• Jane Bayless and Kelleen Allen try fly fishing on Lake Nottely during the Knotty Girl retreat over the Labor Day weekend.
    Jane Bayless and Kelleen Allen try fly fishing on Lake Nottely during the Knotty Girl retreat over the Labor Day weekend.
  • “It was exhilarating,” said Teresa Vicker after her first time ziplining. She (third from right) visited Wildwater River Ocoee River Basin Canopy Tours with other breast cancer survivors on the Knotty Girl retreat over Labor Day weekend.
    “It was exhilarating,” said Teresa Vicker after her first time ziplining. She (third from right) visited Wildwater River Ocoee River Basin Canopy Tours with other breast cancer survivors on the Knotty Girl retreat over Labor Day weekend.

SCOUTING AROUND: Knotty Girl brings survivors to mountain retreat

   Teresa Vicker had just finished tanning and was getting dressed when she noticed a lump that wasn’t there minutes before protruding from her chest. She contacted her doctor, and in one day had a mammogram, ultrasound and biopsy. The protrusion was caused by the fast-moving cancer pushing her muscle outward.
    “I was very fortunate it did what it did,” she said. “They treated me aggressively, and I’m here today.”
    Both her grandmother and great grandmother died as a result of breast cancer. However, they were much older when they were diagnosed – Vicker was only 41 years old and had two sons, who were 10 and 17 at the time.
    She had radiation treatments and got breast reconstruction surgery. Through it all, Vicker said she had great support from her husband and sons.
    Today, Vicker is a 16-year survivor. Every blood test since has been “clean.”
    Every survivor suffers from breast cancer differently and has a story to share. That’s one reason why each year during Labor Day weekend, Knotty Girl, based in central Florida, brings survivors like Vicker to Murphy for a retreat.
    Between ziplining at Wildwater River Ocoee River Basin Canopy Tours, shopping downtown, fly fishing at Lake Nottely and hiking to DeSoto Falls, the ladies tell their stories and bond with each other.
    “There’s support groups, but this is different,” Knotty Girl founder Diana Albritton said.
    The environment of the mountains also is soothing, allowing the ladies to return home refreshed each year.
    “It’s wonderful,” Vicker said. “For me to get away and do this, I feel loved.”
    Breast cancer survivors on the retreat this year included Vicker, Kelleen Allen, Bobbie Christopher, Jane Bayless, Corine Fahlsing and Debbie Mayer.
    Yvette MacQueen of Altamonte Springs, Fla., was one of the survivors on the trip last year, but this year she went as a volunteer staff member to give back to Albritton. She helped with meals, cleaning, driving
and keeping everyone on schedule. She is one of three staff members – besides Albritton – on the trip this year.
    “Diana is wonderful,” MacQueen said. “I’m here to do what I can to make this a success.”
    Albritton lives in Sebring, Fla., but owns a vacation home in the Murphy area.
It was on one of her trips
to Murphy that she first developed the idea for Knotty Girl to educate both women and men about how to feel for the knot-like lump of cancer.
    She first brought survivors for a retreat to her second home in 2016. Albritton continues to bring the retreat here because of the support the people and businesses of Murphy give them.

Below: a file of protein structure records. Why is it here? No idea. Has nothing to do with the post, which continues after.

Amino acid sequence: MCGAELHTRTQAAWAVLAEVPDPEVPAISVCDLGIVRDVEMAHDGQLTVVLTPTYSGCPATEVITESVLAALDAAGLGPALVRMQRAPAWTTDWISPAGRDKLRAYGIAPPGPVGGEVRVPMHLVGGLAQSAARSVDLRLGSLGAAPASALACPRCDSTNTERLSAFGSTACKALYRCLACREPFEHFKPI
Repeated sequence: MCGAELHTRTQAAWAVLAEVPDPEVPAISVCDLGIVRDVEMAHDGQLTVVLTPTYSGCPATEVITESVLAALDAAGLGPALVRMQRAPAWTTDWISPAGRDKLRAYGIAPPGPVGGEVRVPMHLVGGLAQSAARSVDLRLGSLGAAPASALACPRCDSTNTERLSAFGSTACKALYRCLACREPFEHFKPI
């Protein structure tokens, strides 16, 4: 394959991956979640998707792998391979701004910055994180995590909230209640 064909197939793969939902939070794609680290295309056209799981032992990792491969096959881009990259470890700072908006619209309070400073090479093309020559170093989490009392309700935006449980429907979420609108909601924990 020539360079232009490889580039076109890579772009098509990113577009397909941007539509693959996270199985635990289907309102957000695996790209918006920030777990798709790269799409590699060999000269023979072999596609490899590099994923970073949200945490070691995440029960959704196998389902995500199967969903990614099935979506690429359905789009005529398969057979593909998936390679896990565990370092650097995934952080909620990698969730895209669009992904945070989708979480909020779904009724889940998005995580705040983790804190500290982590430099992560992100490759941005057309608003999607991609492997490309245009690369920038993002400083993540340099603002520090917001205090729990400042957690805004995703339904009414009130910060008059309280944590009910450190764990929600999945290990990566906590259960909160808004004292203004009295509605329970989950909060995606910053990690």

In fact, downtown small businesses like Marketplace Antiques, The Daily Grind & Wine, Parson’s Pub, ShoeBooties Cafe, Serenity Mountain Gift Shop and Valley River Brewery are among the many sponsors for this year’s retreat. Albritton said she tells the survivors something each year before they visit downtown Murphy and explore in their bright pick shirts.
    “I tell them, ‘They don’t know you, but they love you,’ “ she said.
    For details about Knotty Girl, visit knottygirl.org.

New baby supplies needed
    Last year, Pregnancy & Parenting Centers in Andrews and Murphy helped more than 120 women. On Thursday, the organization is looking for help from the community during its Lovin’ Life Donation Drive.
    From 10 a.m. to 7 p.m., Abundant Life Church and volunteers will be at the Pregnancy & Parenting Center, 128 Tennessee St. in Murphy, to collect new baby sleepers, swaddlers, baby cribs, changing mats, diaper bags, baby strollers, infant floor seats, pacifiers, baby clothes, maternity clothes, bottles, baby bathtubs, baby towels and washcloths, baby bath products, high chairs and diaper caddies. They also will be accepting monetary donations and selling T-shirts.
    While this is the fourth Lovin’ Life event, it is the first time it has been just a donation drive. Rachel Gates of Abundant Life said the center gives the baby items to women in exchange for points they earn through the program at the center.
    “They are not an enabling program,” she said. “It’s a great program.”
    Gates said the center still needs a lot of monetary donations to make its goal of $10,000. Funds raised help pay for the center’s costs, including rent and utilities.
    In coordination with the event, Murphy Mayor Rick Ramsey plans to be at the center at 1 p.m. Thursday to declare the day “Pregnancy and Parenting Awareness Day.”
    The Pregnancy & Parenting Center is a faith-based ministry of the church that works to help all women in need during normal or crisis pregnancies. It offers pregnancy tests, adoption information, supplies and counseling.
    Samantha Sinclair is the Scouting Around columnist for the Cherokee Scout. You can reach her by email, scoutingaround@cherokeescout.com; fax, 837-5832; or by leaving a message in the office at 837-5122.